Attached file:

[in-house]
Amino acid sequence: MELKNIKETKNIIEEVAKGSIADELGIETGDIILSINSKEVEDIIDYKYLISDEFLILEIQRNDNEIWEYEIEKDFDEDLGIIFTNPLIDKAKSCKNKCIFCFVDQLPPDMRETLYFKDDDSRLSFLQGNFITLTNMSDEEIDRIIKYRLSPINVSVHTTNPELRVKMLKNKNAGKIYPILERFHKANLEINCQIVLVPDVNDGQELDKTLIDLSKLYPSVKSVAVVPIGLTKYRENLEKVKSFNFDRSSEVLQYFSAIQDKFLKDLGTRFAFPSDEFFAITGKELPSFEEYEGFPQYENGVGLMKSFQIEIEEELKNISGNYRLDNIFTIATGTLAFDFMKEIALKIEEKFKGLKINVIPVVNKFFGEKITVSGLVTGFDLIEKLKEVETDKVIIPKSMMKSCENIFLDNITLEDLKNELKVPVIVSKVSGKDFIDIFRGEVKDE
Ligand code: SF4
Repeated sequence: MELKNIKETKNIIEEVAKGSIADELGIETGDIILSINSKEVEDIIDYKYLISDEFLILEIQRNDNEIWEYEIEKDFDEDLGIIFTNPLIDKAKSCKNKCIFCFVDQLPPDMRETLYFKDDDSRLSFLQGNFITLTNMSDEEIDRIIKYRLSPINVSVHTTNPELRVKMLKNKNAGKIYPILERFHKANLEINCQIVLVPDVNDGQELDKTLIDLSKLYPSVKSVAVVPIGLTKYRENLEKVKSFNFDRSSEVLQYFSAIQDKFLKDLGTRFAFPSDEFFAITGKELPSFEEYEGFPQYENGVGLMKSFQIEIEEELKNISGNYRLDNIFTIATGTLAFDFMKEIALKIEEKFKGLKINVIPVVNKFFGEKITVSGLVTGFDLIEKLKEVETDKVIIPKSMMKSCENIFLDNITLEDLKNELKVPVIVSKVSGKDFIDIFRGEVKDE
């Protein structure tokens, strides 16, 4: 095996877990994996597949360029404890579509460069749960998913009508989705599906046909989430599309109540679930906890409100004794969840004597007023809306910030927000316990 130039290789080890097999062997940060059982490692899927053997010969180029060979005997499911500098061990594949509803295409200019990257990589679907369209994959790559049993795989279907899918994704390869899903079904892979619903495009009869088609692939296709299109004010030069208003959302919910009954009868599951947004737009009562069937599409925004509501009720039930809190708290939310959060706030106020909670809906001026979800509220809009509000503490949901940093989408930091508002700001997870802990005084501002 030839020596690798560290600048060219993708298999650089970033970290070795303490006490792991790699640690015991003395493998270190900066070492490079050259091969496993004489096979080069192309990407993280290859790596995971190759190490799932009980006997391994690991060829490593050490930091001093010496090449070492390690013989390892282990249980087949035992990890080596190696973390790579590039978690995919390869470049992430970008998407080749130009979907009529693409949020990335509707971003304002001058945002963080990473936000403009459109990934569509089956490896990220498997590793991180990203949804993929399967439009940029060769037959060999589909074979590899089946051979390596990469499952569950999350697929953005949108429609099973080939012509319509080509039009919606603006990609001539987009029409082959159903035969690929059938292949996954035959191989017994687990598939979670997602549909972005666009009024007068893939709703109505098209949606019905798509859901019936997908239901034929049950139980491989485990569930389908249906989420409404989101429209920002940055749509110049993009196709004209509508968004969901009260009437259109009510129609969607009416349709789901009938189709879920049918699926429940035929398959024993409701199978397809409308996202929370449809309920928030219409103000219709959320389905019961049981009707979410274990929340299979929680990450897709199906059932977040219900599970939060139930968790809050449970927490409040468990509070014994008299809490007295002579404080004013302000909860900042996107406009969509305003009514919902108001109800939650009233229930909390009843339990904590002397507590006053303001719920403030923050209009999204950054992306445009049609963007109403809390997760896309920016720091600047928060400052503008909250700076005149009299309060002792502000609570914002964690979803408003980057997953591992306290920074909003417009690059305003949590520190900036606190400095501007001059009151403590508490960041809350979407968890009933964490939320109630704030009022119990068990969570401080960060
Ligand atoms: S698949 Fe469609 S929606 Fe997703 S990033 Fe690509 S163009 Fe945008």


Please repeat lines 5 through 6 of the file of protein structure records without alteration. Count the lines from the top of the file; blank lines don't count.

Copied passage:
């Protein structure tokens, strides 16, 4: 095996877990994996597949360029404890579509460069749960998913009508989705599906046909989430599309109540679930906890409100004794969840004597007023809306910030927000316990 130039290789080890097999062997940060059982490692899927053997010969180029060979005997499911500098061990594949509803295409200019990257990589679907369209994959790559049993795989279907899918994704390869899903079904892979619903495009009869088609692939296709299109004010030069208003959302919910009954009868599951947004737009009562069937599409925004509501009720039930809190708290939310959060706030106020909670809906001026979800509220809009509000503490949901940093989408930091508002700001997870802990005084501002 030839020596690798560290600048060219993708298999650089970033970290070795303490006490792991790699640690015991003395493998270190900066070492490079050259091969496993004489096979080069192309990407993280290859790596995971190759190490799932009980006997391994690991060829490593050490930091001093010496090449070492390690013989390892282990249980087949035992990890080596190696973390790579590039978690995919390869470049992430970008998407080749130009979907009529693409949020990335509707971003304002001058945002963080990473936000403009459109990934569509089956490896990220498997590793991180990203949804993929399967439009940029060769037959060999589909074979590899089946051979390596990469499952569950999350697929953005949108429609099973080939012509319509080509039009919606603006990609001539987009029409082959159903035969690929059938292949996954035959191989017994687990598939979670997602549909972005666009009024007068893939709703109505098209949606019905798509859901019936997908239901034929049950139980491989485990569930389908249906989420409404989101429209920002940055749509110049993009196709004209509508968004969901009260009437259109009510129609969607009416349709789901009938189709879920049918699926429940035929398959024993409701199978397809409308996202929370449809309920928030219409103000219709959320389905019961049981009707979410274990929340299979929680990450897709199906059932977040219900599970939060139930968790809050449970927490409040468990509070014994008299809490007295002579404080004013302000909860900042996107406009969509305003009514919902108001109800939650009233229930909390009843339990904590002397507590006053303001719920403030923050209009999204950054992306445009049609963007109403809390997760896309920016720091600047928060400052503008909250700076005149009299309060002792502000609570914002964690979803408003980057997953591992306290920074909003417009690059305003949590520190900036606190400095501007001059009151403590508490960041809350979407968890009933964490939320109630704030009022119990068990969570401080960060
Ligand atoms: S698949 Fe469609 S929606 Fe997703 S990033 Fe690509 S163009 Fe945008």